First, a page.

CHART: We're Being Punished For Using Less Electricity And Being Good Citizens

Photo: Quinn Rooney/GETTY

Australians, by switching to more energy efficient appliances and using smart meters, have cut electricity consumption by seven per cent over the last eight years.

The reward? An 85 per cent rise in power bills.

Economics tells us that when demand falls the market is left oversupplied and prices fall.

But the opposite has happened in the electricity market. As consumption has fallen, electricity prices have continued to rise.

In fact, after they grew in line with the rate of inflation for several decades, the rate of growth has accelerated since about 2007.

Public policy think tank the Grattan Institute has analysed the situation in a study, ‘Shock to the system, Dealing with falling electricity demand‘.

Between 2006 and 2013, the average Australian household reduced power consumption by more than seven per cent to 5600 kilowatt hours a year from 6100.

Over the same period, the average annual household power bill increased by more than 85 per cent to $1660 a year from $890 (in real terms in $2012-13, this is an increase of around 60 per cent).

Why are bills rising?

The Grattan Institute says the answer lies in the structure of the electricity market and the way it is regulated and this is where government policy comes into it.

The final price paid for electricity through their power bills has three parts.

Customers pay for the cost of generating electricity at a power station (including the cost of compliance with environmental regulations and climate change policies), the cost to transport electricity through the transmission and distribution networks, and a retail margin.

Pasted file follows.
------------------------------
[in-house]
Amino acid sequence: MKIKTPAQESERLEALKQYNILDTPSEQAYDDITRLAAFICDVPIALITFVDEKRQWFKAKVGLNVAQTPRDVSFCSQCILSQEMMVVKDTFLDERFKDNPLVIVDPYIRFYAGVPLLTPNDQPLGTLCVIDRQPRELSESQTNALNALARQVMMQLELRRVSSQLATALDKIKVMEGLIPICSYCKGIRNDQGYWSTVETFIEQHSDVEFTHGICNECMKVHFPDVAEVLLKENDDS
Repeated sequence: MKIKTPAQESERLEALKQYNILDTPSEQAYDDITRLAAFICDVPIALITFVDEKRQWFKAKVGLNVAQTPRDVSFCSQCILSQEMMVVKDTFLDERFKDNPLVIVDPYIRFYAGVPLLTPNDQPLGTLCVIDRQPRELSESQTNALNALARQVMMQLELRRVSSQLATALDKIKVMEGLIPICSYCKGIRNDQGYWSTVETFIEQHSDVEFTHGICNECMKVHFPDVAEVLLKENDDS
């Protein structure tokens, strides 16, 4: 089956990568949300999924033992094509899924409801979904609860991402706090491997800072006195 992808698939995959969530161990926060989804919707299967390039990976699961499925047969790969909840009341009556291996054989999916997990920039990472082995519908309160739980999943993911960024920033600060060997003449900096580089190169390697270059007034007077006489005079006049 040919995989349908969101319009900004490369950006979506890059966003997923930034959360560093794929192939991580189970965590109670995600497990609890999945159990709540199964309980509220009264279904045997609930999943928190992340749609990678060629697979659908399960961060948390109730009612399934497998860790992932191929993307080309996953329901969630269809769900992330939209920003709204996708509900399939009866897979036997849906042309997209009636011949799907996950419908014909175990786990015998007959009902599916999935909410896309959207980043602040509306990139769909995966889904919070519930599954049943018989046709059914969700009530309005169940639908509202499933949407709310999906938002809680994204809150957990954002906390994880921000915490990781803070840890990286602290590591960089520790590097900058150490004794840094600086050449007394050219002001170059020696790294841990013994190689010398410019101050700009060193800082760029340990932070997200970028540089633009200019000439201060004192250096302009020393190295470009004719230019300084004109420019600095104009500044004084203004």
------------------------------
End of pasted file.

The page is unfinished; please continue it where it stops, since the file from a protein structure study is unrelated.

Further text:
As consumers use less electricity, power stations produce less.

The biggest losers have been black coal power stations.

In the past few months, two large, state-owned black coal generators in New South Wales, the Bayswater and Liddell power stations, have operated at around 60 and 45 per cent capacity respectively.

In 2008-09, their average operating loads were about 65 per cent of capacity.

However, all the risk is on the electricity end user.

The Grattan Institute:

Under the regulatory arrangements governing Australia’s power networks, the owners of transmission and distribution businesses do not bear the risk of falling asset prices as a result of lower levels of electricity consumption. Power users carry the risk, in the form of higher bills.

In other words, the impact of falling electricity consumption on these regulated businesses is not just a problem for the businesses themselves. It is a critical issue for keeping power prices low, and it is therefore a critical issue for governments.

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